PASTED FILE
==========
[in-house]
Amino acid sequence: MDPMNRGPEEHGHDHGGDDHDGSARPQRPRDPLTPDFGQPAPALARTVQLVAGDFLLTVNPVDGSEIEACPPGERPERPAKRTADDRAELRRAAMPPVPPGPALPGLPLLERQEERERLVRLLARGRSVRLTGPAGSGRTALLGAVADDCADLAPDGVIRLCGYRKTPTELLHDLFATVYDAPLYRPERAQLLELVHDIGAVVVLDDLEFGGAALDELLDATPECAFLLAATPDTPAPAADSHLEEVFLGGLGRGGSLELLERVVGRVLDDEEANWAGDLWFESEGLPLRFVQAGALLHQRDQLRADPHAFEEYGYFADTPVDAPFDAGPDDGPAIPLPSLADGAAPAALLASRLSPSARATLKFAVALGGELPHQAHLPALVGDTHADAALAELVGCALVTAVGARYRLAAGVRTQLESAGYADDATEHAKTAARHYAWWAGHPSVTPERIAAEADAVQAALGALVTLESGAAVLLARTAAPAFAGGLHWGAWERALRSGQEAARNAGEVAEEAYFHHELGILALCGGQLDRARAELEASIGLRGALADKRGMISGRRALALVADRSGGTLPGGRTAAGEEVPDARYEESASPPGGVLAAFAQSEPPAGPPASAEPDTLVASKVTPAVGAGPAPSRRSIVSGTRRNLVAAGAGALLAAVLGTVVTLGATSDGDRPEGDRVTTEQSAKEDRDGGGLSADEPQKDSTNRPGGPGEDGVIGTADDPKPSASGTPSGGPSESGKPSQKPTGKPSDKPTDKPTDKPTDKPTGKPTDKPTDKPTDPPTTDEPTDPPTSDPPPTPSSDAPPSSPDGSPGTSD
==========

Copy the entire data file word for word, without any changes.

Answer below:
[in-house]
Amino acid sequence: MDPMNRGPEEHGHDHGGDDHDGSARPQRPRDPLTPDFGQPAPALARTVQLVAGDFLLTVNPVDGSEIEACPPGERPERPAKRTADDRAELRRAAMPPVPPGPALPGLPLLERQEERERLVRLLARGRSVRLTGPAGSGRTALLGAVADDCADLAPDGVIRLCGYRKTPTELLHDLFATVYDAPLYRPERAQLLELVHDIGAVVVLDDLEFGGAALDELLDATPECAFLLAATPDTPAPAADSHLEEVFLGGLGRGGSLELLERVVGRVLDDEEANWAGDLWFESEGLPLRFVQAGALLHQRDQLRADPHAFEEYGYFADTPVDAPFDAGPDDGPAIPLPSLADGAAPAALLASRLSPSARATLKFAVALGGELPHQAHLPALVGDTHADAALAELVGCALVTAVGARYRLAAGVRTQLESAGYADDATEHAKTAARHYAWWAGHPSVTPERIAAEADAVQAALGALVTLESGAAVLLARTAAPAFAGGLHWGAWERALRSGQEAARNAGEVAEEAYFHHELGILALCGGQLDRARAELEASIGLRGALADKRGMISGRRALALVADRSGGTLPGGRTAAGEEVPDARYEESASPPGGVLAAFAQSEPPAGPPASAEPDTLVASKVTPAVGAGPAPSRRSIVSGTRRNLVAAGAGALLAAVLGTVVTLGATSDGDRPEGDRVTTEQSAKEDRDGGGLSADEPQKDSTNRPGGPGEDGVIGTADDPKPSASGTPSGGPSESGKPSQKPTGKPSDKPTDKPTDKPTDKPTGKPTDKPTDKPTDPPTTDEPTDPPTSDPPPTPSSDAPPSSPDGSPGTSD